I have been asked a lot of questions since I have started playing with SUP Foil.
Here is a summary of my experience so far. This is, of course, a beginner’s point of view, since I have done at this stage only 15 SUP foil sessions.
My choice of SUP foil board
I chose to keep a fairly long board in order to be able to surf softer bumps. So I have a 10’4 × 23. I have not yet had the opportunity to try the foil on a SUP Surf board though. While in Oregon, I saw various riders in action in the Gorge and they were going faster than me (I was on a 14′) on their SUP surf board and foil. However these were perfect conditions there and then, with an extremely strong wind and a lot of clean and vertical bumps (when you missed one, there was another one right behind).
At home in France it’s a different story. You usually have a much softer take-off. I would love all the same to mount a SUP surf board with a foil for days with extreme conditions like in the Gorge. With my 10’4, the main advantage is that if the wind is very weak during a downwind, I still have the board length to be able to paddle between 2 take-offs.
My choice of foil
My foil is from the make Kerfoils, and it is 70cm deep. In open seas, the depth of the foil doesn’t matter much, but in small waves and close to shore, I would rather use a foil that this is not too deep. 70cm is already a pretty good size though! I also use it in windsurfing. It mounts perfectly on my Bic Techno 133. For the SUP board I used a Deep Tuttle box on my board.
VIDEO: Taming the beast in Windfoil mode
First steps with a SUP foil
I had tamed the beast with a Windfoil, through 20-ish sessions, and I thought that the transfer to SUP would be easy. Wrong. My first session was horrible. I didn’t take off at all and scared myself as I fell as the board was flipping upside down. I didn’t stay long in the water that one time.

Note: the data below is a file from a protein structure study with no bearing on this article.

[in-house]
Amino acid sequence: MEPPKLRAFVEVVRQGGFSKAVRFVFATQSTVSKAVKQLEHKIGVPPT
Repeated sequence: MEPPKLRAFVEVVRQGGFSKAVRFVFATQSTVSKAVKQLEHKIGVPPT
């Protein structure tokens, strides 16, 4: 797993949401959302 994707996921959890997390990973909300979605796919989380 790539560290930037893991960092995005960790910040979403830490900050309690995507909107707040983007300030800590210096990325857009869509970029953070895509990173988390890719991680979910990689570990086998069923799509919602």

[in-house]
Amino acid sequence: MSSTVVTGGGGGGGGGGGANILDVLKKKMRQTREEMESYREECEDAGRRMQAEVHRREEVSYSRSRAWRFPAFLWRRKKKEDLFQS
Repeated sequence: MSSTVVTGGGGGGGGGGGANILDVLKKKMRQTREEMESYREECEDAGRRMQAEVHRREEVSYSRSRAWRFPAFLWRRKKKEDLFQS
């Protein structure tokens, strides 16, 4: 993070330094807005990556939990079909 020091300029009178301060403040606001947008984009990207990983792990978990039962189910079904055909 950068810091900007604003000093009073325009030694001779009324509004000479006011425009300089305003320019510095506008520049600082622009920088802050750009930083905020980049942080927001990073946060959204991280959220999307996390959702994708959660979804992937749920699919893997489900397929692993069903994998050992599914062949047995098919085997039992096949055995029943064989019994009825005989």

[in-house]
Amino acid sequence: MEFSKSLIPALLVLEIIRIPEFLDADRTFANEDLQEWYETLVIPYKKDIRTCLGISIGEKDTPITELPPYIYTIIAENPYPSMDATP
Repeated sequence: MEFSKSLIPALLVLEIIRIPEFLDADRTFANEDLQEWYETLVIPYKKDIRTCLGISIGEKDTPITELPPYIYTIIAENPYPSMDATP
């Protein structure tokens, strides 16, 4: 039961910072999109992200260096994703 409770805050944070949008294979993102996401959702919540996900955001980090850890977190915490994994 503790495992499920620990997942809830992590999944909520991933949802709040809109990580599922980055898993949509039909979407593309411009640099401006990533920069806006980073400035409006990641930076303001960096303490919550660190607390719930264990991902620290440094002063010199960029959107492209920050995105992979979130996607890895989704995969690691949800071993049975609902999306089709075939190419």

I did my first take offs in the second session. The key for me was to be patient. I left out all attempts at “pumping”. I managed to slowly take off while remaining in front of the board, leaving it time to build up speed and only once I was sliding that I would step back and let the foil come up gently out of the water.
I found this is a much softer and more effective method than the previous one where I had to manage feet position, take off, speed etc. all at the same time. In fact, the difficulty of the whole enterprise is that once the foil begins to work, if the feet are not in the right place, you’re in trouble. And it can really hurt. I must also say that the conditions were perfect then, with little soft waves that do not break, deep water and nobody around me.
One major problem I find is that in surfing or SUP surfing, we tend to put the weight on the back when we are a bit scared. With SUP foil you simply must do the opposite. You really have to engage forward into the slope. For now though I am avoiding too vertical waves.
VIDEO: SUP foil take-off a small bump
The following sessions
From there, I started to experiment in all types of conditions. Sharper waves, flat, small downwinds etc … And every time I noticed a good amount of natural progress. Now I have good marks for my feet and I can feel when I can gently pump or give it a paddle stroke to pass a bump. I have also begun to master the transfer to the front leg which allows to control the board’s height. It’s amazing how, once up in the air, your board can totally connect bumps almost improbably.
I am still a little apprehensive with more vertical take-offs. When that is the case, I try to keep the board in contact with the water until I am perfectly sure I can do a controlled and safe launch.
Also, I learned to fall far away from the foil when possible, or on the contrary, remain in contact with the board. The experience of SUP Race trainings in waves seems to play a big role here. I also learned to take angle trajectories that maximize speed. On small slow waves going straight is not just fast enough to lift the foil, but take a small angle and the acceleration is limitless!
VIDEO: Flying high!
There is plenty of homework left to do. It’s fun to think that SUP is both one of the most accessible sports in terms of ease of use, but with SUP foil, it is, in my opinion, the most technical and demanding one (among all the sports that I have practiced anyway!). I have been Stand Up Paddling for 10 years and I always said that the growth potential in this sport is endless. But this is even an other level!
Personally, I can’t see myself SUP racing faster with a SUP Foil than on a 12’6 or 14′ just yet. But I imagine it will come and some are already capable of such feats in very specific conditions.
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